You'd think he knew everybody in the world.
Facebook, LinkedIn and Twitter were awash yesterday in black turtlenecks and sombre RIPs as the news of Steve Jobs' passing spread like wildfire across the globe.
Grown men admitted to crying. Skeptics found strange praise peppering their commentary. People who had never met Steve, felt as if a close friend had died. Such was the influence of the man, through the iconic products he unleashed on an unsuspecting world, that changed our world forever.
I'm one of the few people I know who's never owned a Mac. (Eight years at HP and another three at Lenovo have left me not so much brandwashed as psychologically challenged at stumping for one of Steve's sleek machines.) Yet I've willingly bought MacBooks for the rest of my family. And vividly recall the day I caught grief at the office when I brought a MacBook box to a team meeting and challenged them to design packaging that was half as elegant.
Steve cared about the little things, you see. He possessed an uncanny ability to look at his company's products from the outside in. He believed that "Design is a funny word. Some people think design means how it looks. But of course, if you dig deeper, it’s really how it works."
So do I think this is the end of an era, and the beginning of a slippery slide for Apple?
Well, yes and no. There will never be another Steve. They broke the mold when his birth was done. Nobody else, I daresay, will approach his (her) life's work with the clarity of vision, the power of purpose, the instinctive decision-making and tolerance for risk-taking as Steve possessed.
But, as Steve said 10 years ago, "You’re missing it. This is not a one-man show. What’s reinvigorating this company is two things: One, there’s a lot of really talented people in this company who listened to the world tell them they were losers for a couple of years, and some of them were on the verge of starting to believe it themselves. But they’re not losers. What they didn’t have was a good set of coaches, a good plan. A good senior management team. They have that now."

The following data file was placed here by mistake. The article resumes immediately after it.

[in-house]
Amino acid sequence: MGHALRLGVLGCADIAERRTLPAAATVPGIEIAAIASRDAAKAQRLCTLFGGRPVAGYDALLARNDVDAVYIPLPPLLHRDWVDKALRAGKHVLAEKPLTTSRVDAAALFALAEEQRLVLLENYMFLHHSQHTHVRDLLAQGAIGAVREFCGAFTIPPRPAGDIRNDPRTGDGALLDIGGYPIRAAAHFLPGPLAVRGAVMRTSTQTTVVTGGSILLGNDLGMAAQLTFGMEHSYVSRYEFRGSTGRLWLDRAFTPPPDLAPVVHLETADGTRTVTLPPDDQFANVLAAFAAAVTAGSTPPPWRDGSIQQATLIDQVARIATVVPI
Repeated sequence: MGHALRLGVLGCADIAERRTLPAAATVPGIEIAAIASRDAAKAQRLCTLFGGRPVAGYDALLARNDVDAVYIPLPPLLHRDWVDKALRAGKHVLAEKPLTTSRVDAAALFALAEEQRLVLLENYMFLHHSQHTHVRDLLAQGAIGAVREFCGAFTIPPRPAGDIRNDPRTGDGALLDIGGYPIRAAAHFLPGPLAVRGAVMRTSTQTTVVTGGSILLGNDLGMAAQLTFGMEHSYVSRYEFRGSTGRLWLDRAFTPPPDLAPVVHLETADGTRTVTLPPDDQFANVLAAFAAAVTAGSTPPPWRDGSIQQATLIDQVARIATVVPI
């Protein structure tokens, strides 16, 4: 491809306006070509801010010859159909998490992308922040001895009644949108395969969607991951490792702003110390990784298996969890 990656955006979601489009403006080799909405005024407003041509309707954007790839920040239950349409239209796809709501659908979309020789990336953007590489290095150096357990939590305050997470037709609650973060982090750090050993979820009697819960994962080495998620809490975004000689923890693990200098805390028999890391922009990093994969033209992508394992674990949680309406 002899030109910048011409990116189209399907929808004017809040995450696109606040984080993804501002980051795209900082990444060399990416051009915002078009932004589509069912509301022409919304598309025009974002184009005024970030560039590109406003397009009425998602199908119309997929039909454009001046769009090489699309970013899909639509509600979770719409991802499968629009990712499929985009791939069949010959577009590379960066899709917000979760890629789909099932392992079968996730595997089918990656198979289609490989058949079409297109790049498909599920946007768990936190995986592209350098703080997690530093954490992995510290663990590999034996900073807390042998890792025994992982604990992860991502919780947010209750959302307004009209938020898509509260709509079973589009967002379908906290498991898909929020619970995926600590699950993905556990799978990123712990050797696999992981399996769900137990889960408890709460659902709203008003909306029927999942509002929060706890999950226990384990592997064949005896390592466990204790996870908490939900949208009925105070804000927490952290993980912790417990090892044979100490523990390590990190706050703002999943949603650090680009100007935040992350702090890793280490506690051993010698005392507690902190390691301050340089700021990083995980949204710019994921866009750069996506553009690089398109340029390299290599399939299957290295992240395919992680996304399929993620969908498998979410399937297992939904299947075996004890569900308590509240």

The legendary CEO left more than an able deputy to take over the reins when he relinquished his position, with impeccable timing. Steve etched an imprint of his values along the hallways of 1 Infinite Loop. His persona is indelibly seared into the personality of the company. His spirit will forever be the foundation of Apple.
Today, I also think about another Steve. (Sorry, it's not Wozniak.) Steve Prefontaine was arguably the greatest American middle-distance runner in history who, at the height of his career, held every American track & field record from the 2,000 metres to the 10,000 metres. He was recruited to the University of Oregon in 1969 and trained under legendary track coach Bill Bowerman, who had just founded a running shoe company called Blue Ribbon Sports with Phil Knight, a solid if not spectacular athlete under his charge. (In 1978, the company was renamed Nike.)
"Pre", as he was affectionately called, was an aggressive runner, insisting on going out hard right from the gun, and not relinquishing leads. He once famously said, "I'm going to work so hard that it becomes a pure guts race. If I can do that, at the end, I'll be the only one who can win it". And win races he did... by hanging on while others faltered and faded. His rare defeats included the thrilling 5,000m final at the 1972 Munich Olympics -- a race he led until the last 150m when he was passed by hard-charging Lasse Viren, Mohammed Gammoudi and Ian Stewart.
Stadiums would erupt with cheers whenever Pre stepped onto the track. You couldn't help but watch Pre run with your heart in your mouth: He was totally committed in every race; 100% in. He liked to say, "To give anything less than your best, is to sacrifice your gift."
Pre died in 1975 in a tragic car accident, on his way home from a party. He was 24 years old.
Such was the loss to the racing community, and the strength of his personal brand, that roadside memorials sprang up spontaneously. Two movies and a documentary were made about him. And Nike's leaders, who instinctively understood the enduring appeal of his humanity, created TV spots and named a building in their Beaverton headquarters after him. Pre stood for the triumph of the human spirit; and inspired a whole generation of Nike employees to regard their work and their products with more purpose and meaning.
Two Steves, with one legacy: They stood for something, and burned bright. Each in his own time made a difference in his world. And the brands they are associated with, the people who have been inspired by them, are the better for it.